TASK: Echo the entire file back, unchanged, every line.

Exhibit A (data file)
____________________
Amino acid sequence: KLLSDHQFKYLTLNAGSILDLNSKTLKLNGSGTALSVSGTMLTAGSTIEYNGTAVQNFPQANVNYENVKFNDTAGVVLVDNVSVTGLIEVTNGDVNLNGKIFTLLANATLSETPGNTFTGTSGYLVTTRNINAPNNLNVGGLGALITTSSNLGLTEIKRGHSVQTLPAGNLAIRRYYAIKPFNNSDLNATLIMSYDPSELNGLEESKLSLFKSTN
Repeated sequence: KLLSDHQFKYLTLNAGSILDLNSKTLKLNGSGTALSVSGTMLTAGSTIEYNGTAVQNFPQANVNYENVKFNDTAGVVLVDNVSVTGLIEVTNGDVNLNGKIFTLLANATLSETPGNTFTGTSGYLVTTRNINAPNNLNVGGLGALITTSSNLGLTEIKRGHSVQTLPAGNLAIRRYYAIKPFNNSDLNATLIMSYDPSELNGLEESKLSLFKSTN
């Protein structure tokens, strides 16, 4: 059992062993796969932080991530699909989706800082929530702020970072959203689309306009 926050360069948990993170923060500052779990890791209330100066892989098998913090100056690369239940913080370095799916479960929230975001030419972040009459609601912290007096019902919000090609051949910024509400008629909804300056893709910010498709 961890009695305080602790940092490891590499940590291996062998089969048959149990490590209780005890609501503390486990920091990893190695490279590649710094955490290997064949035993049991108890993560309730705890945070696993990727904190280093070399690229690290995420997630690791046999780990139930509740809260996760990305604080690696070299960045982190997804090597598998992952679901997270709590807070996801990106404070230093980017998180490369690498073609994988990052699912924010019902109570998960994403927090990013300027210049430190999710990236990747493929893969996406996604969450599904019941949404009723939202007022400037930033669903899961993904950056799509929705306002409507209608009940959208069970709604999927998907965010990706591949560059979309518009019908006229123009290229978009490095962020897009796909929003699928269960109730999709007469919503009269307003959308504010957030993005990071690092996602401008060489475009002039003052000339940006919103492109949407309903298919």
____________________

Amino acid sequence: KLLSDHQFKYLTLNAGSILDLNSKTLKLNGSGTALSVSGTMLTAGSTIEYNGTAVQNFPQANVNYENVKFNDTAGVVLVDNVSVTGLIEVTNGDVNLNGKIFTLLANATLSETPGNTFTGTSGYLVTTRNINAPNNLNVGGLGALITTSSNLGLTEIKRGHSVQTLPAGNLAIRRYYAIKPFNNSDLNATLIMSYDPSELNGLEESKLSLFKSTN
Repeated sequence: KLLSDHQFKYLTLNAGSILDLNSKTLKLNGSGTALSVSGTMLTAGSTIEYNGTAVQNFPQANVNYENVKFNDTAGVVLVDNVSVTGLIEVTNGDVNLNGKIFTLLANATLSETPGNTFTGTSGYLVTTRNINAPNNLNVGGLGALITTSSNLGLTEIKRGHSVQTLPAGNLAIRRYYAIKPFNNSDLNATLIMSYDPSELNGLEESKLSLFKSTN
């Protein structure tokens, strides 16, 4: 059992062993796969932080991530699909989706800082929530702020970072959203689309306009 926050360069948990993170923060500052779990890791209330100066892989098998913090100056690369239940913080370095799916479960929230975001030419972040009459609601912290007096019902919000090609051949910024509400008629909804300056893709910010498709 961890009695305080602790940092490891590499940590291996062998089969048959149990490590209780005890609501503390486990920091990893190695490279590649710094955490290997064949035993049991108890993560309730705890945070696993990727904190280093070399690229690290995420997630690791046999780990139930509740809260996760990305604080690696070299960045982190997804090597598998992952679901997270709590807070996801990106404070230093980017998180490369690498073609994988990052699912924010019902109570998960994403927090990013300027210049430190999710990236990747493929893969996406996604969450599904019941949404009723939202007022400037930033669903899961993904950056799509929705306002409507209608009940959208069970709604999927998907965010990706591949560059979309518009019908006229123009290229978009490095962020897009796909929003699928269960109730999709007469919503009269307003959308504010957030993005990071690092996602401008060489475009002039003052000339940006919103492109949407309903298919």